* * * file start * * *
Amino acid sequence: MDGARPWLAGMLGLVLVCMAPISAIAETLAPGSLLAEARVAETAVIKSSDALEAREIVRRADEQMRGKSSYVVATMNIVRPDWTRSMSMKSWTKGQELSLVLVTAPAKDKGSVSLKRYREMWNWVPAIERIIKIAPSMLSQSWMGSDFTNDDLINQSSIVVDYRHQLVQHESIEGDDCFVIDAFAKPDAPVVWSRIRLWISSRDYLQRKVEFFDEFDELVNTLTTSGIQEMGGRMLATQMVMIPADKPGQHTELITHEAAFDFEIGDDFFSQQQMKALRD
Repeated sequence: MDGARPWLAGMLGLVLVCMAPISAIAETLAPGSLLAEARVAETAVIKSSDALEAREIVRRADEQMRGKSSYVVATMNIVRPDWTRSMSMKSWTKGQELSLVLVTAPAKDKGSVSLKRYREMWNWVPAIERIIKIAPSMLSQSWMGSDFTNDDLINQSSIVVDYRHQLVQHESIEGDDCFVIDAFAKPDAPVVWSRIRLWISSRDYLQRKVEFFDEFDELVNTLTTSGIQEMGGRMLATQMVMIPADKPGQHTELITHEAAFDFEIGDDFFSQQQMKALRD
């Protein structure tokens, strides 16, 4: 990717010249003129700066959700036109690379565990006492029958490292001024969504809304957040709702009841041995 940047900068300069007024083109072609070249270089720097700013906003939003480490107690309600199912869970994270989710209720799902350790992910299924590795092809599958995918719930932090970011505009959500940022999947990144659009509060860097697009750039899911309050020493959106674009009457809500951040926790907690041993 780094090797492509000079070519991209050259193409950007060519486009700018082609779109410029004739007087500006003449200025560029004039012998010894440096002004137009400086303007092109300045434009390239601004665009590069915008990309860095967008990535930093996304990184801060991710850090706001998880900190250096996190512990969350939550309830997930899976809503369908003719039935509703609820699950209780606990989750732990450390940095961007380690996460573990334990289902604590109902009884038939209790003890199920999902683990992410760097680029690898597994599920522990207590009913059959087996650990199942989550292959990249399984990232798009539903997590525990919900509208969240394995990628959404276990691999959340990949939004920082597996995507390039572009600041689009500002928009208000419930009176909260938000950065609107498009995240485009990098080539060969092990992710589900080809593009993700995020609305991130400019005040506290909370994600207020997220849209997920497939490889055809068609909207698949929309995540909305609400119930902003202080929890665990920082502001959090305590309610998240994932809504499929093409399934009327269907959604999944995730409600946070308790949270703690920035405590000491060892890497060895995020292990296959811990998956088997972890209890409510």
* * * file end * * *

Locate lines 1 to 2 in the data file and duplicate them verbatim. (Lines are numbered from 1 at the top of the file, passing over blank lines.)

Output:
Amino acid sequence: MDGARPWLAGMLGLVLVCMAPISAIAETLAPGSLLAEARVAETAVIKSSDALEAREIVRRADEQMRGKSSYVVATMNIVRPDWTRSMSMKSWTKGQELSLVLVTAPAKDKGSVSLKRYREMWNWVPAIERIIKIAPSMLSQSWMGSDFTNDDLINQSSIVVDYRHQLVQHESIEGDDCFVIDAFAKPDAPVVWSRIRLWISSRDYLQRKVEFFDEFDELVNTLTTSGIQEMGGRMLATQMVMIPADKPGQHTELITHEAAFDFEIGDDFFSQQQMKALRD
Repeated sequence: MDGARPWLAGMLGLVLVCMAPISAIAETLAPGSLLAEARVAETAVIKSSDALEAREIVRRADEQMRGKSSYVVATMNIVRPDWTRSMSMKSWTKGQELSLVLVTAPAKDKGSVSLKRYREMWNWVPAIERIIKIAPSMLSQSWMGSDFTNDDLINQSSIVVDYRHQLVQHESIEGDDCFVIDAFAKPDAPVVWSRIRLWISSRDYLQRKVEFFDEFDELVNTLTTSGIQEMGGRMLATQMVMIPADKPGQHTELITHEAAFDFEIGDDFFSQQQMKALRD